I was assigned to Audrey Watters Blog - Mind/Shift (How we will learn) for my first C4T. I read and commented on two of Audrey Watters posts including,"12 Ways To Be More Search Savvy" and "How Project Gutenberg Changed Literature."
"12 Ways To Be More Search Savvy" talked about Google and how it has made it possible for us to be able to search things easily and almost instantly. Mrs. Watters also went on to talk about the ways to be more efficient with your Google searches. Listing many tips on shortcuts and ways to get better search results using Google. I left Mrs. Watters the following comment:
Hello! I'm Kristen Phelps from the University of South Alabama. I'm taking EDM 310 with Dr. Strange and I was assigned to your blog! I was just having a conversation with a lady I work with on Friday about using Google. I was trying to explain to her how to look things up and made the comment that, I'm not sure how I looked things up before Google. So many times I ask my boyfriend for help with something and most times his answer to me is, Google it. I depend on Google a lot on my computer at work, I work for a Neurologist and there are tons of diagnosis's that I have to look up because I don't have a clue what they mean. I thought this was really informational and I will absolutely be using some of these tips!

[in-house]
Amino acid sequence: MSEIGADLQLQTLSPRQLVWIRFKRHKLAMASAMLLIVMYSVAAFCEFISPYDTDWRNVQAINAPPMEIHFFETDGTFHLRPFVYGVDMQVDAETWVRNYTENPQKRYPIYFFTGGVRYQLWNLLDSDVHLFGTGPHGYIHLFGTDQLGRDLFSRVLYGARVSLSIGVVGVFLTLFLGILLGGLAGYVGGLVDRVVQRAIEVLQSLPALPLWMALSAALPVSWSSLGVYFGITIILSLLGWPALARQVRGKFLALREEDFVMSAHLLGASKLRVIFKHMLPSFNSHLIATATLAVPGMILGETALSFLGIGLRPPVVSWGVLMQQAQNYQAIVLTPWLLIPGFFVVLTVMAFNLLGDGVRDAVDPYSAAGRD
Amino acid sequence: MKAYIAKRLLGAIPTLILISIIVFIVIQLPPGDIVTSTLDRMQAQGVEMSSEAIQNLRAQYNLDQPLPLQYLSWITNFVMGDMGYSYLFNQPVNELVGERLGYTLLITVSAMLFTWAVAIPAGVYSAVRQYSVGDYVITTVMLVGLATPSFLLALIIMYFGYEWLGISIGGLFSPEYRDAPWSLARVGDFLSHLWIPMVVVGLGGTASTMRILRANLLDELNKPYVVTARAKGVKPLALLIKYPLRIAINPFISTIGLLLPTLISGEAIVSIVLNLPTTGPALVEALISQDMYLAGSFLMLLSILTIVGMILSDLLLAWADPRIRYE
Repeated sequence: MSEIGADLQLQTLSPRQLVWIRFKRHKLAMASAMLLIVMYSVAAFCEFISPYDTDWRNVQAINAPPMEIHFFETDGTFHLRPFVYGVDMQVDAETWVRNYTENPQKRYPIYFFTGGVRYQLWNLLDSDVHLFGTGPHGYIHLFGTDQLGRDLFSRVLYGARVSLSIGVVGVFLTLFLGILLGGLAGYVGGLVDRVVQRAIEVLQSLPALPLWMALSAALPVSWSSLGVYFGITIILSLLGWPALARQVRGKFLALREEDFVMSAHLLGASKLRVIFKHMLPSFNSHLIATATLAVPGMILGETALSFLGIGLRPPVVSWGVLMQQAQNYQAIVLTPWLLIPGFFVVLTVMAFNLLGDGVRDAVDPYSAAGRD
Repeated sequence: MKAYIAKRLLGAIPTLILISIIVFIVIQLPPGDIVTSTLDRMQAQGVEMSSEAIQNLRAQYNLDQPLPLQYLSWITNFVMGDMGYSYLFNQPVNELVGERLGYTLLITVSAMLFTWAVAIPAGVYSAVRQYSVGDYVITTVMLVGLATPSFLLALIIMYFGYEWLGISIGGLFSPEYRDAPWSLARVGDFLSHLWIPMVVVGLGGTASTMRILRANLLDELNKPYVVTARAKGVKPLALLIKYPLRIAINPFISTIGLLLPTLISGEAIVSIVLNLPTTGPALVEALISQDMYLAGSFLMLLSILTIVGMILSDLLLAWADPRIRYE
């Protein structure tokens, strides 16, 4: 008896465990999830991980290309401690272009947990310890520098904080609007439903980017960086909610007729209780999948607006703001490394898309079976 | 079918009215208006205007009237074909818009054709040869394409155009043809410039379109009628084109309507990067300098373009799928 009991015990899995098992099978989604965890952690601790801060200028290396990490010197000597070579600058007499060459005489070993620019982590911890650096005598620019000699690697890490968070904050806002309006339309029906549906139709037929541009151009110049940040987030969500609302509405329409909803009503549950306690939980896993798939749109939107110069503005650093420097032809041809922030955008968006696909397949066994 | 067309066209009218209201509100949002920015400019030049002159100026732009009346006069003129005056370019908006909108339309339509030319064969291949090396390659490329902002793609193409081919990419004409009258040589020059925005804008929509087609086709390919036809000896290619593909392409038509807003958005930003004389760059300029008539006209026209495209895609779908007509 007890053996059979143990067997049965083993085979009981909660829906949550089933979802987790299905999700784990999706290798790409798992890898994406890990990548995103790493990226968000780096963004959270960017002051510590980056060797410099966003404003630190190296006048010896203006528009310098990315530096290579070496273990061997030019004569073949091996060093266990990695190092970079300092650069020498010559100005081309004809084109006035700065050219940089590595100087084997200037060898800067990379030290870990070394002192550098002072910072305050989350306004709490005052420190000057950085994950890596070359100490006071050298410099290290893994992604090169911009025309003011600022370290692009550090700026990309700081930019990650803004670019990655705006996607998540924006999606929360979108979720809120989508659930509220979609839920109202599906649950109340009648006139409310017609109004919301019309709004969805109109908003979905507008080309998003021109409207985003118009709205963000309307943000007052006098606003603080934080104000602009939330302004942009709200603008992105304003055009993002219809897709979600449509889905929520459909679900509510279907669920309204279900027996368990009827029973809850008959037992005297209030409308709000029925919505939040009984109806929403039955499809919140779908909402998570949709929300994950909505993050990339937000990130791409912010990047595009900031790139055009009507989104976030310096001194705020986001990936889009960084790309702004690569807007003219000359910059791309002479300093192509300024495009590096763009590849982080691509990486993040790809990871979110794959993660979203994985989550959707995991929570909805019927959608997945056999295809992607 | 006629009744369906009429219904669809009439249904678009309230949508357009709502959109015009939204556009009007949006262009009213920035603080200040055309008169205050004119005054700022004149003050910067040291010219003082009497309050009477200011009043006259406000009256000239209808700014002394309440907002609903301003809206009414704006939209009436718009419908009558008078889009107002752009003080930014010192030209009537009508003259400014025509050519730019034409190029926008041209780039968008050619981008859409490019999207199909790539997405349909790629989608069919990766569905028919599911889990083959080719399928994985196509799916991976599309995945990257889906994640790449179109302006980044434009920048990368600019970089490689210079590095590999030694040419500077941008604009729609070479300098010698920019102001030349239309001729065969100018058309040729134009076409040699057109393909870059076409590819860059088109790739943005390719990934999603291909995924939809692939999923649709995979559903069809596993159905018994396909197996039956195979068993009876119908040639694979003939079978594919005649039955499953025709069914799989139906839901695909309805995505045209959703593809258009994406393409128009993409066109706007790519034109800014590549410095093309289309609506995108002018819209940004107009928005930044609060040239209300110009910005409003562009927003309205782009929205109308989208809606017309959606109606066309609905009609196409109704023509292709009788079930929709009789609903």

The other post that I read and commented on was Mrs. Watters "How Project Gutenberg Changed Literature." This post was about the passing of Michael Hart the creator of Project Gutenberg, which dealt with the digitization of books for the public, or eBooks. He died at the young age of 64, which is truly a shame for someone who had a true grasp of the importance of technology and preserving the written past. For this post I left Mrs. Watters the following comment: